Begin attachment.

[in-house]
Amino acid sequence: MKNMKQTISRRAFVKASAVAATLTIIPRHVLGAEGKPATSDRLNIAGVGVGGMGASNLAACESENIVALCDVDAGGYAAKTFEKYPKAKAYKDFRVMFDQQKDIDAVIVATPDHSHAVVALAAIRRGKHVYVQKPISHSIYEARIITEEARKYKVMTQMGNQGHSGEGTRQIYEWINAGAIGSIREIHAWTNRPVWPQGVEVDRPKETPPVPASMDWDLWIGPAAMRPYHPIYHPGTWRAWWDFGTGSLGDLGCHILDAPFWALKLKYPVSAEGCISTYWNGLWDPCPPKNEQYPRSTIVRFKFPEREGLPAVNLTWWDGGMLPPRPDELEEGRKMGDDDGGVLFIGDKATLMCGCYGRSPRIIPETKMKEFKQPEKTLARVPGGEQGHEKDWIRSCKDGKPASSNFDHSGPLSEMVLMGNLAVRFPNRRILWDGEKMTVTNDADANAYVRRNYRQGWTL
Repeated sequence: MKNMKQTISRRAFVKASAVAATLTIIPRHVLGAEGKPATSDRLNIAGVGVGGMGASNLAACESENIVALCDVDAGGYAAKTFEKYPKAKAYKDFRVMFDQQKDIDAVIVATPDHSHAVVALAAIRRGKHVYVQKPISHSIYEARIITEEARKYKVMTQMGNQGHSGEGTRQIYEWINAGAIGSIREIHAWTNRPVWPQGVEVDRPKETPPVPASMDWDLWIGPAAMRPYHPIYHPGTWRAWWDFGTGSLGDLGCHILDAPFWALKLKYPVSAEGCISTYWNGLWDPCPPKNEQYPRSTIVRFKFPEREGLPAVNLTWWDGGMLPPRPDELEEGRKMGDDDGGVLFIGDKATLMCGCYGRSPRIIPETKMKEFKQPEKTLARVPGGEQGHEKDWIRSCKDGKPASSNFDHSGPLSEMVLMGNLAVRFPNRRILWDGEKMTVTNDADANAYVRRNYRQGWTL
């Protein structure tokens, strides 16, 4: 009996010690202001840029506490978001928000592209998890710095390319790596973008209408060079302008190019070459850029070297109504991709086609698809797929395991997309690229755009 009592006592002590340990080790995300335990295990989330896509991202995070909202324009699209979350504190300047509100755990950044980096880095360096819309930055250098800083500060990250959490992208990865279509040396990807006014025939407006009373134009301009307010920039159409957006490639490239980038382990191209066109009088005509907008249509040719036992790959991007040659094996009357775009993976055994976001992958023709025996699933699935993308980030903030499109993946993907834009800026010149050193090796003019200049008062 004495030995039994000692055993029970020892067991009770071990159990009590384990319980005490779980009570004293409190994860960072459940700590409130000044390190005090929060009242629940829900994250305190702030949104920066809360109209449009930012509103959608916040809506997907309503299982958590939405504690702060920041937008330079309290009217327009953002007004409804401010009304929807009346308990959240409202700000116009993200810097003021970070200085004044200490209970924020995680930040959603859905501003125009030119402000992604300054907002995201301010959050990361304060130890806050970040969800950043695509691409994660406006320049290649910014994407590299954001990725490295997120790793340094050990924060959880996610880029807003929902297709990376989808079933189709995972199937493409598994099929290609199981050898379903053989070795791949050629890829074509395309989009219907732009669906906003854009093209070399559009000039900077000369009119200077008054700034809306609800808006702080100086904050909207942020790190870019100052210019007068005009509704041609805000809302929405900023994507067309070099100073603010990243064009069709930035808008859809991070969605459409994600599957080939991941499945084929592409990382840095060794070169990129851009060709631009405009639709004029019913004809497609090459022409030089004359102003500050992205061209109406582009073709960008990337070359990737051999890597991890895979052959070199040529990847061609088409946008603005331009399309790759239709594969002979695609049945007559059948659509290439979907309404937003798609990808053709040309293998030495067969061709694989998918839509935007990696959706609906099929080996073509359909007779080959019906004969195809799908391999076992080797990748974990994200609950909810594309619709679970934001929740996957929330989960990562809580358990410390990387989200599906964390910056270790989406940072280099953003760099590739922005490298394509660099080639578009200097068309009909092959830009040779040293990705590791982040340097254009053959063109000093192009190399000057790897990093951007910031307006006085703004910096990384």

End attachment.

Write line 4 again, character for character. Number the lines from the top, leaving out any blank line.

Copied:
């Protein structure tokens, strides 16, 4: 009996010690202001840029506490978001928000592209998890710095390319790596973008209408060079302008190019070459850029070297109504991709086609698809797929395991997309690229755009 009592006592002590340990080790995300335990295990989330896509991202995070909202324009699209979350504190300047509100755990950044980096880095360096819309930055250098800083500060990250959490992208990865279509040396990807006014025939407006009373134009301009307010920039159409957006490639490239980038382990191209066109009088005509907008249509040719036992790959991007040659094996009357775009993976055994976001992958023709025996699933699935993308980030903030499109993946993907834009800026010149050193090796003019200049008062 004495030995039994000692055993029970020892067991009770071990159990009590384990319980005490779980009570004293409190994860960072459940700590409130000044390190005090929060009242629940829900994250305190702030949104920066809360109209449009930012509103959608916040809506997907309503299982958590939405504690702060920041937008330079309290009217327009953002007004409804401010009304929807009346308990959240409202700000116009993200810097003021970070200085004044200490209970924020995680930040959603859905501003125009030119402000992604300054907002995201301010959050990361304060130890806050970040969800950043695509691409994660406006320049290649910014994407590299954001990725490295997120790793340094050990924060959880996610880029807003929902297709990376989808079933189709995972199937493409598994099929290609199981050898379903053989070795791949050629890829074509395309989009219907732009669906906003854009093209070399559009000039900077000369009119200077008054700034809306609800808006702080100086904050909207942020790190870019100052210019007068005009509704041609805000809302929405900023994507067309070099100073603010990243064009069709930035808008859809991070969605459409994600599957080939991941499945084929592409990382840095060794070169990129851009060709631009405009639709004029019913004809497609090459022409030089004359102003500050992205061209109406582009073709960008990337070359990737051999890597991890895979052959070199040529990847061609088409946008603005331009399309790759239709594969002979695609049945007559059948659509290439979907309404937003798609990808053709040309293998030495067969061709694989998918839509935007990696959706609906099929080996073509359909007779080959019906004969195809799908391999076992080797990748974990994200609950909810594309619709679970934001929740996957929330989960990562809580358990410390990387989200599906964390910056270790989406940072280099953003760099590739922005490298394509660099080639578009200097068309009909092959830009040779040293990705590791982040340097254009053959063109000093192009190399000057790897990093951007910031307006006085703004910096990384």